If one is talking about one’s preferences over number of apples, then the statement that it is a total preorder, is a weaker statement than the statement that more is better. (Also, you know, real number assumptions all over the place.) If one is talking about preferences not just over number of apples but in general, then even so it seems to me that the complete class theorem seems to be making some very strong assumptions, much stronger than the assumption of a total preorder! (Again, look at all those real number assumptions.)

Moreover it’s not even clear to me that the complete class theorem does what you claim it does, like, at all. Like it starts out assuming the notion of probability. How can it ground probability when it starts out assuming it? And perhaps I’m misunderstanding, but are the “risk functions” it discusses not in utility? It sure looks like expected values of them are being taken with the intent that smaller is better (this seems to be implicit in the definition of r(θ), that r(θ) is measured by expected value when T isn’t a pure strategy). Is that mistaken?

(Possible source of error here: I can’t seem to find a statement of the complete class theorem that fits neatly into Savage/VNM/Cox/etc-style formalism and I’m having some trouble translating it to such, so I may be misunderstanding. The most sense I’m making of it at the moment is that it’s something like your examples for why probabilities must sum to one—i.e., it’s saying, if you already believe in utility, and something almost like probability, it must actually be probability. Is that accurate, or am I off?)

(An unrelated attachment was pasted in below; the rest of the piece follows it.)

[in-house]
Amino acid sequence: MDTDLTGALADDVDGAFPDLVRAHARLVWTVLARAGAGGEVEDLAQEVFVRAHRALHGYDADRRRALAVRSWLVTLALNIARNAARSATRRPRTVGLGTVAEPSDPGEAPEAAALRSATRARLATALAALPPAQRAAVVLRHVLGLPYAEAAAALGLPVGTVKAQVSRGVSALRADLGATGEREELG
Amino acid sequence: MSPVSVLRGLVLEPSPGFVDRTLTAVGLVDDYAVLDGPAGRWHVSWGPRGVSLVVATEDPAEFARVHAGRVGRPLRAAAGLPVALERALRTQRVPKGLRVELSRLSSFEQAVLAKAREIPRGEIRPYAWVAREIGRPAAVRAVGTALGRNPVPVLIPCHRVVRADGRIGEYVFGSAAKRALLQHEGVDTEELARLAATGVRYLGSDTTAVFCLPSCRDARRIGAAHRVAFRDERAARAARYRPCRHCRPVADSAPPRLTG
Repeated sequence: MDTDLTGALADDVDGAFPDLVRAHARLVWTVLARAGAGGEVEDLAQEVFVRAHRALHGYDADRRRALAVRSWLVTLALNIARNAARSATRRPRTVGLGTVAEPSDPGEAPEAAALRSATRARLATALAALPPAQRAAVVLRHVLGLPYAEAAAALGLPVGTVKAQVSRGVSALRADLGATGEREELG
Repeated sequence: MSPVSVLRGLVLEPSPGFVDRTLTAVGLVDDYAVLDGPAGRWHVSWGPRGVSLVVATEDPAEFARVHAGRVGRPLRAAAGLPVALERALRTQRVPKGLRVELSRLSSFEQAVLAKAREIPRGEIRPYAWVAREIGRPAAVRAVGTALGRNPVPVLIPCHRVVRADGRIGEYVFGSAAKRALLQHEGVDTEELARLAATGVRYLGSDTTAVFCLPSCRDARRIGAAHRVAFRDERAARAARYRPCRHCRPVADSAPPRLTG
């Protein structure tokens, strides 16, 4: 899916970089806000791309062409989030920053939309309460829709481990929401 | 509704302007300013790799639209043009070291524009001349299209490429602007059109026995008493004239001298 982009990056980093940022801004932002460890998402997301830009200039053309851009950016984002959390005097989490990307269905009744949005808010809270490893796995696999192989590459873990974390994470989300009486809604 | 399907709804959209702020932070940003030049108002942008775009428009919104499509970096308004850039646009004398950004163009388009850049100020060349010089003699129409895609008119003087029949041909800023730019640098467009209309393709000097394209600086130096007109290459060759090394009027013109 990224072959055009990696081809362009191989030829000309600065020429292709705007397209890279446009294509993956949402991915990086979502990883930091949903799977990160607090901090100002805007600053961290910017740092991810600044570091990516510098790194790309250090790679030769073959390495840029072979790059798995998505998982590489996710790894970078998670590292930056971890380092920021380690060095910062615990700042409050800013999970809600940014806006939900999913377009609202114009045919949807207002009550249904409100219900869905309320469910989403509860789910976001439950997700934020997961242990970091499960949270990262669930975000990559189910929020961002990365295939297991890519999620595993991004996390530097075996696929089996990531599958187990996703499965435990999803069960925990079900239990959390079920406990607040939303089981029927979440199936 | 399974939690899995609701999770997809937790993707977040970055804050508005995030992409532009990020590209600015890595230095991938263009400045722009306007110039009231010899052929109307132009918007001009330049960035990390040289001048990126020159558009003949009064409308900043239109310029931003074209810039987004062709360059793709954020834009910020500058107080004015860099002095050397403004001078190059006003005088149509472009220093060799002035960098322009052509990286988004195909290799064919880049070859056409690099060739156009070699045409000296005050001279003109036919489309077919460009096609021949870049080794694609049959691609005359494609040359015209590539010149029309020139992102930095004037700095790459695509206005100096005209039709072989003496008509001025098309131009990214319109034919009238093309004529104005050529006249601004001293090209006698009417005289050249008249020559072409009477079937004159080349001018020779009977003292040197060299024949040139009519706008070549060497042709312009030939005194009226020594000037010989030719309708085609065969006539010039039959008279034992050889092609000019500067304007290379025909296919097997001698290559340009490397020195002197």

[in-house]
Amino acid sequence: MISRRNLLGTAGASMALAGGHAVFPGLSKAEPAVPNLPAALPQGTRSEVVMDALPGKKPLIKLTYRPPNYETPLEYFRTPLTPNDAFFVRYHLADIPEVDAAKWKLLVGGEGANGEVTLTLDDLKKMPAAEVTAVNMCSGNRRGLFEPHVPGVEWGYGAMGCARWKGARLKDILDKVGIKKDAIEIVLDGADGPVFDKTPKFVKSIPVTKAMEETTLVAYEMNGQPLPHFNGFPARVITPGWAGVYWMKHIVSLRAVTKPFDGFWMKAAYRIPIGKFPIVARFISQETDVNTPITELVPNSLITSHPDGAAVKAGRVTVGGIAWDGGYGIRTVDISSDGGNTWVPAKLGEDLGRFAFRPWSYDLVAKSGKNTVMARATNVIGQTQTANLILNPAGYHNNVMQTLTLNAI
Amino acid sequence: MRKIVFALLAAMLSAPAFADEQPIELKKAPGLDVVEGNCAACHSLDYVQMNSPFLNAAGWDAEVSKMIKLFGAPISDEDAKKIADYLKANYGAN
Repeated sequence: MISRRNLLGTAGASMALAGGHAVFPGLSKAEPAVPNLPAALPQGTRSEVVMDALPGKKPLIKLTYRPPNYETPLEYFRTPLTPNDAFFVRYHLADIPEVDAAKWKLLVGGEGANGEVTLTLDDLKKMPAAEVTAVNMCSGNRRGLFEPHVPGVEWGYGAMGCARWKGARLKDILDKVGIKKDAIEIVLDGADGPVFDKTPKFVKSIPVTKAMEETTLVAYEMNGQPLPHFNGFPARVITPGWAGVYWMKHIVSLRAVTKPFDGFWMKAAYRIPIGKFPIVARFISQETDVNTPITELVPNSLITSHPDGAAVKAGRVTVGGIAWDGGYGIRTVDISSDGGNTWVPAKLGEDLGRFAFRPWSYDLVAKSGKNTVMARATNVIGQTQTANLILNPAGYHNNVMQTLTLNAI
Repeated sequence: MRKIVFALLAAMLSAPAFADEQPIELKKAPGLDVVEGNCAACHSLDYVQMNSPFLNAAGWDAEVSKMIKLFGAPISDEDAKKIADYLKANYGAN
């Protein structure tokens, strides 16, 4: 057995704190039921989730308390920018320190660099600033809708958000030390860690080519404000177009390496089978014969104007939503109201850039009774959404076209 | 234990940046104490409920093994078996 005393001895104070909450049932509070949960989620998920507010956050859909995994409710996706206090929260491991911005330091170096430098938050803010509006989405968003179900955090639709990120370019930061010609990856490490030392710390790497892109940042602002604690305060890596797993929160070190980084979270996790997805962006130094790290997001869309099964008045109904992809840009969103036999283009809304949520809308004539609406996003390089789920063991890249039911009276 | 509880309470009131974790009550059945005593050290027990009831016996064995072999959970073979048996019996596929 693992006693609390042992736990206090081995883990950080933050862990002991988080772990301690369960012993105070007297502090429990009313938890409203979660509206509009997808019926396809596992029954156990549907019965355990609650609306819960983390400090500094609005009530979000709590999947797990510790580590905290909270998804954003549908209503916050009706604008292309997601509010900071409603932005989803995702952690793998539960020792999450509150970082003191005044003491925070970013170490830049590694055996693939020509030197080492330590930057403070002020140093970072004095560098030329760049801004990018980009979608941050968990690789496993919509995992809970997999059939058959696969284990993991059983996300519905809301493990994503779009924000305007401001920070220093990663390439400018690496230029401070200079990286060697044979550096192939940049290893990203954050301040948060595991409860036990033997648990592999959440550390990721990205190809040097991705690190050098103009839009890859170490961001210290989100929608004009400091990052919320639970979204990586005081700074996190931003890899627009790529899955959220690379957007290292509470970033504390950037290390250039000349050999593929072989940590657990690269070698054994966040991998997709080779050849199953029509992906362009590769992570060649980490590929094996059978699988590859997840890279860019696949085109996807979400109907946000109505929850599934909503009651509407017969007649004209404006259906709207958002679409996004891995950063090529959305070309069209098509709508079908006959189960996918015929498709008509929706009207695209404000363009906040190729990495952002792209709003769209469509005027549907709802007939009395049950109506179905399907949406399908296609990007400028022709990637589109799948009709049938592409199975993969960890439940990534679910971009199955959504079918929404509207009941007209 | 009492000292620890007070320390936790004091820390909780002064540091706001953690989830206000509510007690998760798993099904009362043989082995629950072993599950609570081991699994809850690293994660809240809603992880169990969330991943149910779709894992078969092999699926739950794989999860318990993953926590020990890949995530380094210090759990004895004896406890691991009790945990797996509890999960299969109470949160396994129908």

(Edit: Also if you’re taking issue with the preorder assumption, does this mean that you no longer consider VNM to be a good grounding of the notion of utility for those who already accept the idea of probability?)

I can’t make sense of this comment.

If one is talking about one’s preferences over number of apples, then the statement that it is a total preorder, is a weaker statement than the statement that more is better. (Also, you know, real number assumptions all over the place.) If one is talking about preferences not just over number of apples but in general, then even so it seems to me that the complete class theorem seems to be making some very strong assumptions, much stronger than the assumption of a total preorder! (Again, look at all those real number assumptions.)

Moreover it’s not even clear to me that the complete class theorem does what you claim it does, like, at all. Like it starts out assuming the notion of probability. How can it ground probability when it starts out assuming it? And perhaps I’m misunderstanding, but are the “risk functions” it discusses not in utility? It sure looks like expected values of them are being taken with the intent that smaller is better (this seems to be implicit in the definition of r(θ), that r(θ) is measured by expected value when T isn’t a pure strategy). Is that mistaken?

(Possible source of error here: I can’t seem to find a statement of the complete class theorem that fits neatly into Savage/VNM/Cox/etc-style formalism and I’m having some trouble translating it to such, so I may be misunderstanding. The most sense I’m making of it at the moment is that it’s something like your examples for why probabilities must sum to one—i.e., it’s saying, if you already believe in utility, and something almost like probability, it must actually be probability. Is that accurate, or am I off?)

(Edit: Also if you’re taking issue with the preorder assumption, does this mean that you no longer consider VNM to be a good grounding of the notion of utility for those who already accept the idea of probability?)